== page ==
Bonnes, S. (2022). Femininity Anchors: Heterosexual Relationships and Pregnancy as Sites of Harassment for U.S. Servicewomen. American Sociological Review, 87(4), 618–643.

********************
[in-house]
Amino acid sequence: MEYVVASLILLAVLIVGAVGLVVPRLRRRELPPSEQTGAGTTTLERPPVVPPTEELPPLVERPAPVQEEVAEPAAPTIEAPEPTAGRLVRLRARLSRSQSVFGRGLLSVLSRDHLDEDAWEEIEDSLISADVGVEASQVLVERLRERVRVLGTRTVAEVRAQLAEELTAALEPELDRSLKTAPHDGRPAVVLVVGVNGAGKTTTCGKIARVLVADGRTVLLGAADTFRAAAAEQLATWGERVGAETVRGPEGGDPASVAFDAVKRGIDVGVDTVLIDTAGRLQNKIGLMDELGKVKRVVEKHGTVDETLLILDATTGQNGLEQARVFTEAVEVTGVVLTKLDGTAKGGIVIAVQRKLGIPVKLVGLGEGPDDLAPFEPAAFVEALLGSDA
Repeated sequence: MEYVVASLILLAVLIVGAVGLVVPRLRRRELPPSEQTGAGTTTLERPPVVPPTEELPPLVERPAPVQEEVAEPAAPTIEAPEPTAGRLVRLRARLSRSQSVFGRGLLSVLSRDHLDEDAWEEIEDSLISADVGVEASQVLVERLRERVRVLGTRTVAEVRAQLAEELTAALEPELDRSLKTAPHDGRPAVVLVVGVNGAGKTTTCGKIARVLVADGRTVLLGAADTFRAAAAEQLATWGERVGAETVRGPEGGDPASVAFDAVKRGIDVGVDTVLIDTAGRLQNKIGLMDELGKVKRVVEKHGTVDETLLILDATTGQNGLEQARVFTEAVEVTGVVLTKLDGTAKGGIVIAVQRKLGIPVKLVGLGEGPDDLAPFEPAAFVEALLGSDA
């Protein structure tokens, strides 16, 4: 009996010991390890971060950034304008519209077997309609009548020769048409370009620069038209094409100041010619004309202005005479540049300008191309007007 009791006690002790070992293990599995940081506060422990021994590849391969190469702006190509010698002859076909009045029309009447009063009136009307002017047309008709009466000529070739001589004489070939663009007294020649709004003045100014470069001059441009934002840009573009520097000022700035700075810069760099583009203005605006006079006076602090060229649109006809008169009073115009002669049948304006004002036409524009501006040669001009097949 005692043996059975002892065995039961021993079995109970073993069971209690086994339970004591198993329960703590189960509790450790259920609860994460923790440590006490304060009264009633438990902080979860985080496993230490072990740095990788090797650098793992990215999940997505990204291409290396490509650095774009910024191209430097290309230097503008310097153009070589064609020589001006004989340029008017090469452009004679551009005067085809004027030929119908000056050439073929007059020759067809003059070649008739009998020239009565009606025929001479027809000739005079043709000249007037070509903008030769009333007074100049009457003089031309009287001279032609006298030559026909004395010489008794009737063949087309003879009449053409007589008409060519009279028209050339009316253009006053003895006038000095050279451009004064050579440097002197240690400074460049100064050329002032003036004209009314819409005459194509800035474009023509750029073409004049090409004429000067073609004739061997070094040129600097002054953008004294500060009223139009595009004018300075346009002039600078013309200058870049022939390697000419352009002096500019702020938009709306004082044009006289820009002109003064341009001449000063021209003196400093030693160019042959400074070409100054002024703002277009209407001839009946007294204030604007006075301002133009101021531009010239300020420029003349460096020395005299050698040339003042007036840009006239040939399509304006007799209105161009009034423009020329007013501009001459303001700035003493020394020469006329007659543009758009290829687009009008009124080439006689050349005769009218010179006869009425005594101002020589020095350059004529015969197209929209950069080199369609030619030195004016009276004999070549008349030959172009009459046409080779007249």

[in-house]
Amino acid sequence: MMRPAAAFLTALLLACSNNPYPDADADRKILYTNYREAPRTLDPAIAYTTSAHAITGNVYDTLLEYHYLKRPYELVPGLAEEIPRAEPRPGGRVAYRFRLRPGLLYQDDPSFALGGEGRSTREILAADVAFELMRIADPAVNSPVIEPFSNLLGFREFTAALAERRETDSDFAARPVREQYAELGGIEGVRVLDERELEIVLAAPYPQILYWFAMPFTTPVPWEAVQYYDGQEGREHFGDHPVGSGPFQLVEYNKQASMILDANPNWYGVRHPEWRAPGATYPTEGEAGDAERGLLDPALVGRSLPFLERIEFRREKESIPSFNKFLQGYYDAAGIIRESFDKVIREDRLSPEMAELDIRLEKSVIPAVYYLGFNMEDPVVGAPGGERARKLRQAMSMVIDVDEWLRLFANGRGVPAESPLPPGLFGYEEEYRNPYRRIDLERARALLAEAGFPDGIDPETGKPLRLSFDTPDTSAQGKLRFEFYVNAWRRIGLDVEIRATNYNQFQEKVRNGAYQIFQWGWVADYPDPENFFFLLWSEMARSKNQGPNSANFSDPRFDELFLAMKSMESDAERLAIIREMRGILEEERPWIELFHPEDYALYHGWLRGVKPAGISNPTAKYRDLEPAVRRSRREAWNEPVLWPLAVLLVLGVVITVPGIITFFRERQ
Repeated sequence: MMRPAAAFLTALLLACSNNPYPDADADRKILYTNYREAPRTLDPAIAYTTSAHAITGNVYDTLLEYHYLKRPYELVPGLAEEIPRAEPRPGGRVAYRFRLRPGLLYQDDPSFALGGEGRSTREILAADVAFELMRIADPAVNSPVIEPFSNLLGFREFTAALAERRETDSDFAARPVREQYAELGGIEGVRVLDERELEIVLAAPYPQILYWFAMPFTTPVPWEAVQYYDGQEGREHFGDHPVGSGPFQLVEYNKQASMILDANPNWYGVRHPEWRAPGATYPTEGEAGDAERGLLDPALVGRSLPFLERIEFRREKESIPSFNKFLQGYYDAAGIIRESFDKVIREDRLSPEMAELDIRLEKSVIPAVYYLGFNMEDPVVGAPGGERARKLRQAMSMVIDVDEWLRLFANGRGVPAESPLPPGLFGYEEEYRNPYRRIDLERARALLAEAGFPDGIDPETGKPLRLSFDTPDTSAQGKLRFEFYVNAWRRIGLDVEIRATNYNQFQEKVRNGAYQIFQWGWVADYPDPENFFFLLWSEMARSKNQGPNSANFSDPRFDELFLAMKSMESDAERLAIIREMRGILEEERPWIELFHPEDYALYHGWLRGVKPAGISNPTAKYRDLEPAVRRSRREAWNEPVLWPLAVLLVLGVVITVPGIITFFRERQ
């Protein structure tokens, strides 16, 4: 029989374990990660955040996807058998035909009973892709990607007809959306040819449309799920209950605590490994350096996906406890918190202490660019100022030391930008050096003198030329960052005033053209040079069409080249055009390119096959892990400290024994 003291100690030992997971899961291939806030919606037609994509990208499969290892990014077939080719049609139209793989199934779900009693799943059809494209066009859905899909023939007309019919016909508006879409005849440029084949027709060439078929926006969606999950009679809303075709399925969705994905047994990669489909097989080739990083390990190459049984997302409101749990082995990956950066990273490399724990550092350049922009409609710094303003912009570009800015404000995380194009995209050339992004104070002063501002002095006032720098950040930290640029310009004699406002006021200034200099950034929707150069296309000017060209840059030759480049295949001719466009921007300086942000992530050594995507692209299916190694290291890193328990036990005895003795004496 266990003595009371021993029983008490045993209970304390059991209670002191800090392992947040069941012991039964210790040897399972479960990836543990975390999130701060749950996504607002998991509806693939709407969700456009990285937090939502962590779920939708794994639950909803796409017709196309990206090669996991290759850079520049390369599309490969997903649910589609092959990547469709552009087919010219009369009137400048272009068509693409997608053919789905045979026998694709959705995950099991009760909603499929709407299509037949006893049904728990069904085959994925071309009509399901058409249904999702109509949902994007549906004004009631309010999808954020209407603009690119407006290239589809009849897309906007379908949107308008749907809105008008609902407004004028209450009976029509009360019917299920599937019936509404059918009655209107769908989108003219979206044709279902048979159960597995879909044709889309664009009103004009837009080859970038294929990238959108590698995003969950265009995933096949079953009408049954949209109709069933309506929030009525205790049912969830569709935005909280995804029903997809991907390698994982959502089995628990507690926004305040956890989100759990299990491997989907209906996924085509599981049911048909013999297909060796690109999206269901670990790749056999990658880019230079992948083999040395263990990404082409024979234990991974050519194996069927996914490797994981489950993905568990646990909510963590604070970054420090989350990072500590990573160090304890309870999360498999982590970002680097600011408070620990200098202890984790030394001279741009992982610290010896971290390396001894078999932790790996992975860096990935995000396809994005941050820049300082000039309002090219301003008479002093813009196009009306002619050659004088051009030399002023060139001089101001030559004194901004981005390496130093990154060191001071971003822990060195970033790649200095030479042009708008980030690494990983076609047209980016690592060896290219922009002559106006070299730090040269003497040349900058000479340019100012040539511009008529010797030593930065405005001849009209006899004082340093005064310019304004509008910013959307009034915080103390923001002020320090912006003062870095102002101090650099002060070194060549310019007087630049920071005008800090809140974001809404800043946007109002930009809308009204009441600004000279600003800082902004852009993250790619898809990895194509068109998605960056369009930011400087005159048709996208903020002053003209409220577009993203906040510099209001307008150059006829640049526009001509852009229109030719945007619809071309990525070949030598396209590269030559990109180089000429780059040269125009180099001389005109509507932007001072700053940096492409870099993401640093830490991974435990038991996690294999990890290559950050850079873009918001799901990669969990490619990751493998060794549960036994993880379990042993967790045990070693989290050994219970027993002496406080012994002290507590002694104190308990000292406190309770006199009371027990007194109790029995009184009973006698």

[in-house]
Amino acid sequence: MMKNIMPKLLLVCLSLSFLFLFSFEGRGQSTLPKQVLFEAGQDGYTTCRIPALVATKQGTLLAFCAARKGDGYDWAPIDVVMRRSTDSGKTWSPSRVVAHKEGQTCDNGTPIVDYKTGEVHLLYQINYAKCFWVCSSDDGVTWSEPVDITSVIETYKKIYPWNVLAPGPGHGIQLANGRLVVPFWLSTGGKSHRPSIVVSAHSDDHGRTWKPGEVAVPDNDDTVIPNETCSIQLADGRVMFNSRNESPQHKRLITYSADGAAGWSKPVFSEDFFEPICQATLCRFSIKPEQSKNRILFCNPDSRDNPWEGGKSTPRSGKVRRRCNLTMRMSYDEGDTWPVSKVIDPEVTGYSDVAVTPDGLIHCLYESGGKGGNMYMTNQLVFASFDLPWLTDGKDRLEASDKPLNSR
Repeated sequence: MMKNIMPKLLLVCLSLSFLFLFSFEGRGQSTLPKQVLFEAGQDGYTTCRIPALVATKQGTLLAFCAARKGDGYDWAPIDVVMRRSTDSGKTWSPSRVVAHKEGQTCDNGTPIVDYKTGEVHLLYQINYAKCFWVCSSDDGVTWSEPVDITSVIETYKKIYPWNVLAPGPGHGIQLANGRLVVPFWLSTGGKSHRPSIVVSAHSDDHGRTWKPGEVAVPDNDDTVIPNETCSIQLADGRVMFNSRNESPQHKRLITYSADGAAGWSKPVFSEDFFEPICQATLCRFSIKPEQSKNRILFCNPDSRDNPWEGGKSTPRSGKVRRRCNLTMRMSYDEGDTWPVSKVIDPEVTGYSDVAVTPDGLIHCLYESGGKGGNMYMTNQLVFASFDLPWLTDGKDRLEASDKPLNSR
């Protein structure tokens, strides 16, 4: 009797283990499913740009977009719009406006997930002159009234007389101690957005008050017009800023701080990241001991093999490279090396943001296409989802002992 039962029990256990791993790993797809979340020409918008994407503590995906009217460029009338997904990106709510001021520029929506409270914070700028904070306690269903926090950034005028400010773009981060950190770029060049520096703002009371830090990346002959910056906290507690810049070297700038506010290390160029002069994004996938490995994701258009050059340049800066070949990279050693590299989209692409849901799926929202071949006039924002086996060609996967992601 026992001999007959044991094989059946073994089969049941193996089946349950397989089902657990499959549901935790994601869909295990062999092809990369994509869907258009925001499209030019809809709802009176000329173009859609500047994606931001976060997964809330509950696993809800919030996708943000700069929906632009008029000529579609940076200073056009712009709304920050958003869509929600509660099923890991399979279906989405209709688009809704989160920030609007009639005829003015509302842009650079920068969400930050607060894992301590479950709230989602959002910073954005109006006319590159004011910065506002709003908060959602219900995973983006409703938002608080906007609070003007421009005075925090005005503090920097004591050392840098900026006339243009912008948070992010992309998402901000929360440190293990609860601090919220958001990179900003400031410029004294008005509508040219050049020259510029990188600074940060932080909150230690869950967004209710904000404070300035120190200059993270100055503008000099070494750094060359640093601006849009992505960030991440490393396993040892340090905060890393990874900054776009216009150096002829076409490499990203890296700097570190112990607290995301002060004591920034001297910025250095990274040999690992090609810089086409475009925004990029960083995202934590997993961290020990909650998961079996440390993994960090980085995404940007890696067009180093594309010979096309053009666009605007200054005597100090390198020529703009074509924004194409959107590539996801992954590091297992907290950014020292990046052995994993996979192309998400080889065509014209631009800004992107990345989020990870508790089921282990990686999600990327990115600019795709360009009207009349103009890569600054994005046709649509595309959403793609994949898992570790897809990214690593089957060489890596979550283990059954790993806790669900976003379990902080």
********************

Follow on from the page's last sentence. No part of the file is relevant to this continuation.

This article draws on in-depth interviews with 50 U.S. servicewomen to advance sociological understandings of gender, femininity, and harassment. Recognizing that women are targeted with harassment throughout their military careers, I analyze specific episodes of harassment to examine organizational and interactional meanings and the power dynamics embedded in these instances. This article explains why servicemen escalate harassment toward women who are pregnant or who enter heterosexual relationships. In a militarized context that already denigrates femininity, I argue that men impose gendered and sexualized meanings on women’s life-course events to limit women’s organizational inclusion. These events, such as pregnancy and engagement or marriage to a heterosexual partner, serve as “femininity anchors” that tether women to femininity within a hyper-masculine environment. Femininity anchors present serious interactional and individual consequences for women as they attempt to navigate the gendered terrain of the U.S. military. Aside from eliciting moments of elevated sexual and nonsexual harassment, femininity anchors restrict women’s acceptance as real servicemembers and negatively affect their military careers. In highlighting the negative treatment women receive due to femininity anchors, I demonstrate how the specific ways gender is embedded in an organization shapes patterns of harassment and exclusion.